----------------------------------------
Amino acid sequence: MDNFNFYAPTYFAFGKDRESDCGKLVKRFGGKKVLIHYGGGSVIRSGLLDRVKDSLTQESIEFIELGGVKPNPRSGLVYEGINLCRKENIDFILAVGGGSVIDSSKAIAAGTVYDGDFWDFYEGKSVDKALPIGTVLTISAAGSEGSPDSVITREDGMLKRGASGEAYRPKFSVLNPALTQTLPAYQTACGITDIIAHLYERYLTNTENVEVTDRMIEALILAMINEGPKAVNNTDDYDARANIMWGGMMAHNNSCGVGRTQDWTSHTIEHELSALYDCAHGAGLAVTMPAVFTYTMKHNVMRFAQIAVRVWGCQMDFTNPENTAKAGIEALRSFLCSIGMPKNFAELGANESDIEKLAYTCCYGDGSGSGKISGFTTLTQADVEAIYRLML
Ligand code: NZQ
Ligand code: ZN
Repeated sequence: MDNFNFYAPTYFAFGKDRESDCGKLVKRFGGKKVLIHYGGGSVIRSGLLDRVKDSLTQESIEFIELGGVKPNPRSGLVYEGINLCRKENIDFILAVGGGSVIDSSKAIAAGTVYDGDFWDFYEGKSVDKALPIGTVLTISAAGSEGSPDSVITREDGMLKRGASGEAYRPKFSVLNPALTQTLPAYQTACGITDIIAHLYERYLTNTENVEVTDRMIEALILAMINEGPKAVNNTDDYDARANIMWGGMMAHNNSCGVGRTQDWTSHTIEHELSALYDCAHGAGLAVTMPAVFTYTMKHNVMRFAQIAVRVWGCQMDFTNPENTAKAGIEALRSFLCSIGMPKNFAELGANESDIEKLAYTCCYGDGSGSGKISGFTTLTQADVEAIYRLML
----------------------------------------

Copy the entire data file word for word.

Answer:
Amino acid sequence: MDNFNFYAPTYFAFGKDRESDCGKLVKRFGGKKVLIHYGGGSVIRSGLLDRVKDSLTQESIEFIELGGVKPNPRSGLVYEGINLCRKENIDFILAVGGGSVIDSSKAIAAGTVYDGDFWDFYEGKSVDKALPIGTVLTISAAGSEGSPDSVITREDGMLKRGASGEAYRPKFSVLNPALTQTLPAYQTACGITDIIAHLYERYLTNTENVEVTDRMIEALILAMINEGPKAVNNTDDYDARANIMWGGMMAHNNSCGVGRTQDWTSHTIEHELSALYDCAHGAGLAVTMPAVFTYTMKHNVMRFAQIAVRVWGCQMDFTNPENTAKAGIEALRSFLCSIGMPKNFAELGANESDIEKLAYTCCYGDGSGSGKISGFTTLTQADVEAIYRLML
Ligand code: NZQ
Ligand code: ZN
Repeated sequence: MDNFNFYAPTYFAFGKDRESDCGKLVKRFGGKKVLIHYGGGSVIRSGLLDRVKDSLTQESIEFIELGGVKPNPRSGLVYEGINLCRKENIDFILAVGGGSVIDSSKAIAAGTVYDGDFWDFYEGKSVDKALPIGTVLTISAAGSEGSPDSVITREDGMLKRGASGEAYRPKFSVLNPALTQTLPAYQTACGITDIIAHLYERYLTNTENVEVTDRMIEALILAMINEGPKAVNNTDDYDARANIMWGGMMAHNNSCGVGRTQDWTSHTIEHELSALYDCAHGAGLAVTMPAVFTYTMKHNVMRFAQIAVRVWGCQMDFTNPENTAKAGIEALRSFLCSIGMPKNFAELGANESDIEKLAYTCCYGDGSGSGKISGFTTLTQADVEAIYRLML